Adam Sav­age While She Sleeps

The re­wards of never play­ing it safe

Rhythm - - BEAT! -

Did you record So What? in While She Sleeps’ stu­dio?

“That’s in Sh­effield. We’ve had it about three years now. It was an in­dus­trial fac­tory so we took it over, cleaned it all out, and built a stu­dio in there. There’s a prac­tice room, kitchen, bath­room, five bed­rooms, stor­age room. It’s re­ally cool, we’re quite blessed to have a place to chill and cre­ate all this stuff. We’ve done a lot of the al­bum record­ing there now be­cause Carl [Brown, pro­ducer] has his own stu­dio but he moved over to the ware­house this time to make it eas­ier on us. And we can record for a longer pe­riod of time. We’re not to­tally un­der the clock.”

That’s quite a lux­ury!

“Defo! I don’t see any point in rush­ing an al­bum if it’s not done right. I do try to have a men­tal­ity to get through it and work quick, but at the end of the day it takes as long as it takes. I had to take a day or two out be­cause I got repet­i­tive strain in­jury on my el­bow and it bled down to my fin­gers with a bit of nerve dam­age, so I was strapped up, I had ice, painkillers. I got to a point where I was like, ‘Look, if I don’t have a day off to try to fix it, it’s go­ing to get worse,’ and you don’t want per­ma­nent dam­age. Five hour shifts in the stu­dio just ab­so­lutely smash­ing drums, it gets on you.”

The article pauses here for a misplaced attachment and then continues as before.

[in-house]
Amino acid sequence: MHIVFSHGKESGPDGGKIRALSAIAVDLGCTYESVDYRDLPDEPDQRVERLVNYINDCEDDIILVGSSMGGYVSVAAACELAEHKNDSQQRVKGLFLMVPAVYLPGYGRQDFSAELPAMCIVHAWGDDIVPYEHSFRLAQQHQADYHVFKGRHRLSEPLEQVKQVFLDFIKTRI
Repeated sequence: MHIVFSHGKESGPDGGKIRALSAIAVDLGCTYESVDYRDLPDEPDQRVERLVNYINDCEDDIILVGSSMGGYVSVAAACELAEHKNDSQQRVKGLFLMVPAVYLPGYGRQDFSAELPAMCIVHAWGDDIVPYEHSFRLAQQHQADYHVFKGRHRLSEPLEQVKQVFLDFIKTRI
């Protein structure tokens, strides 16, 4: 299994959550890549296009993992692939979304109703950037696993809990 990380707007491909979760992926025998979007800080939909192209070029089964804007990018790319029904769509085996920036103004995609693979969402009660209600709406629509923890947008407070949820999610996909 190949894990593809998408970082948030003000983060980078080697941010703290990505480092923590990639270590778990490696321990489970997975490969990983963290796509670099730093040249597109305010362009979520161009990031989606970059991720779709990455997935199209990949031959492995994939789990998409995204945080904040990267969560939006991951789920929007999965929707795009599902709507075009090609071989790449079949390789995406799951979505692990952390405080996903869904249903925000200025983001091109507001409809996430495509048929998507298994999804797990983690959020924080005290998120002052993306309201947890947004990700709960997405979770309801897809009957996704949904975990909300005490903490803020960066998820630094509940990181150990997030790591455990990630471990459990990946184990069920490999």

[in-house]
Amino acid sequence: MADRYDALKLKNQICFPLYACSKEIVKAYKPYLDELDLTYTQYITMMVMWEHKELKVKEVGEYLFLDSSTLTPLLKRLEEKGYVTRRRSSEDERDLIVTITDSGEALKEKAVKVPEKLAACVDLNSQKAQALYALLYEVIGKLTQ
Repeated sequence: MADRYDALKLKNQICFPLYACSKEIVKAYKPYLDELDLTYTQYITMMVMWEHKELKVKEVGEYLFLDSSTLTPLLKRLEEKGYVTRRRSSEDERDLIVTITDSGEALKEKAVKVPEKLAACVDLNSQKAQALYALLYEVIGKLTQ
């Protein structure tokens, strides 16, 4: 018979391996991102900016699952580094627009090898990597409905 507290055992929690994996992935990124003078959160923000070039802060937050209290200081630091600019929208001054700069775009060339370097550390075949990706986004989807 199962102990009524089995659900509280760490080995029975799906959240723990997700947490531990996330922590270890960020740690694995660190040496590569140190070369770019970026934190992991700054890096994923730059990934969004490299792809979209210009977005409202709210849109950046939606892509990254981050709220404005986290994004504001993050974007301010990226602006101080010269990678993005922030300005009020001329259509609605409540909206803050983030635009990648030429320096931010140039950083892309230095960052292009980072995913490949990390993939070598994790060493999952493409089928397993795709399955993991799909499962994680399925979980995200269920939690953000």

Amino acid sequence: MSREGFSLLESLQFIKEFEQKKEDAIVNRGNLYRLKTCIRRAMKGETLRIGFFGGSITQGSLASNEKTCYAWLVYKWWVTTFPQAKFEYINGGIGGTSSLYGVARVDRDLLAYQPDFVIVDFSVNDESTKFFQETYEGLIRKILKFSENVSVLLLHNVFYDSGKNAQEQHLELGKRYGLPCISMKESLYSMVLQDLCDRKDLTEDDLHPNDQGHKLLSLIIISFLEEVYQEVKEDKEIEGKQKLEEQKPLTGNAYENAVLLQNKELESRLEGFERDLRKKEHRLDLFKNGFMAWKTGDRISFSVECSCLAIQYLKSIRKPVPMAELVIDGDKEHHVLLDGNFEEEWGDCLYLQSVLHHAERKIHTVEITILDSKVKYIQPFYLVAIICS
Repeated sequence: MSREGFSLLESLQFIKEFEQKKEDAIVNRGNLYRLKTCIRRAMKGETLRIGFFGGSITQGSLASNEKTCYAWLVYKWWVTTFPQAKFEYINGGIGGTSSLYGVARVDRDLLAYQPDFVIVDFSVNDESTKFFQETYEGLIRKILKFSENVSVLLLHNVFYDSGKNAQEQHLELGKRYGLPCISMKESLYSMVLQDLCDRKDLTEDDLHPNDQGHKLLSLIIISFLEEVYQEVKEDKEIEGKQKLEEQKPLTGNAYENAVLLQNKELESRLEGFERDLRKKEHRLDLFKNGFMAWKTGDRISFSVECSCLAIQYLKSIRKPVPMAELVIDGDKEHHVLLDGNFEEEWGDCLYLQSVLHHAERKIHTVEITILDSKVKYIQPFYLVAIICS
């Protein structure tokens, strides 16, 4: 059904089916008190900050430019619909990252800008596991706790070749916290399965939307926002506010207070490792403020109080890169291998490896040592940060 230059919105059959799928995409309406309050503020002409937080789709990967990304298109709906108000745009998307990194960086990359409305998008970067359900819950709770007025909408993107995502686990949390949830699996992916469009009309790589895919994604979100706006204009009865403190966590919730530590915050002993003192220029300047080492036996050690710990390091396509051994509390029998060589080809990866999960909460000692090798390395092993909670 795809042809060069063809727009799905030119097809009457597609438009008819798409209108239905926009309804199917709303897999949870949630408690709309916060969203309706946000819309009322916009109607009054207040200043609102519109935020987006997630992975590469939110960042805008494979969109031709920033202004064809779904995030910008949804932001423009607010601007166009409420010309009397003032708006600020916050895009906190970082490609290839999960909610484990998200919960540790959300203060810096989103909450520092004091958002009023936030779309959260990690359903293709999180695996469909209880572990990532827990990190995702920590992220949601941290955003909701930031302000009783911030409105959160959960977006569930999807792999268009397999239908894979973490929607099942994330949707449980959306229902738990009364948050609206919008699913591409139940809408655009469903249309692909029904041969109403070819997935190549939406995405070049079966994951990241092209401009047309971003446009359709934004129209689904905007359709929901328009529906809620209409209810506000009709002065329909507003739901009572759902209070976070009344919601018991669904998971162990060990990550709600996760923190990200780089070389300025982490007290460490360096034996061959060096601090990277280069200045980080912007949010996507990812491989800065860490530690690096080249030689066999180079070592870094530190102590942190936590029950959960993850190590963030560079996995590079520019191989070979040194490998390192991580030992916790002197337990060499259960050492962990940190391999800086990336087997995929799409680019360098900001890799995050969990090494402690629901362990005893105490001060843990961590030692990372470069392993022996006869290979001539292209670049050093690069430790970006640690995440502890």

How do you repli­cate the in­ten­sity of play­ing live when record­ing?

“It’s the pres­sure and the pas­sion for it, it fu­els you to get it done. I have to hit quite hard to get the punchy sound you hear on the record, so it’s not faked. You’ve got to give it some welly but use tech­nique to not break your arm or break the drum. Equally, I’m try­ing to hit the snare hard with my left but then not crack­ing through a cym­bal with my right, so I’m try­ing to bal­ance a few dif­fer­ent ve­loc­ity hits. You’ve got to think about it, but it’s worth it when you get that sound right.”

Did any tracks of­fer a par­tic­u­lar chal­lenge?

“I don’t think feel­ing comfy in the stu­dio is a good thing. I like to have that pres­sure, it drives me. I’m not go­ing to sit on my arse and play this chilled beat, I want to push it so I’m slightly ner­vous. Through­out the tour­ing cy­cle, you end up learn­ing that part that you were scared about a year ago. I’ve wit­nessed that hap­pen­ing, so I’m con­fi­dent about throw­ing some­thing into the al­bum that’s go­ing to scare me at the time of record­ing be­cause I know in a year I’ll have it nailed. You can only do what you can do in the stu­dio, we don’t fake any­thing, so there are some bits I’m push­ing it to my lim­its. You’ve got to be­lieve in your­self, prac­tice, and get it nailed.”

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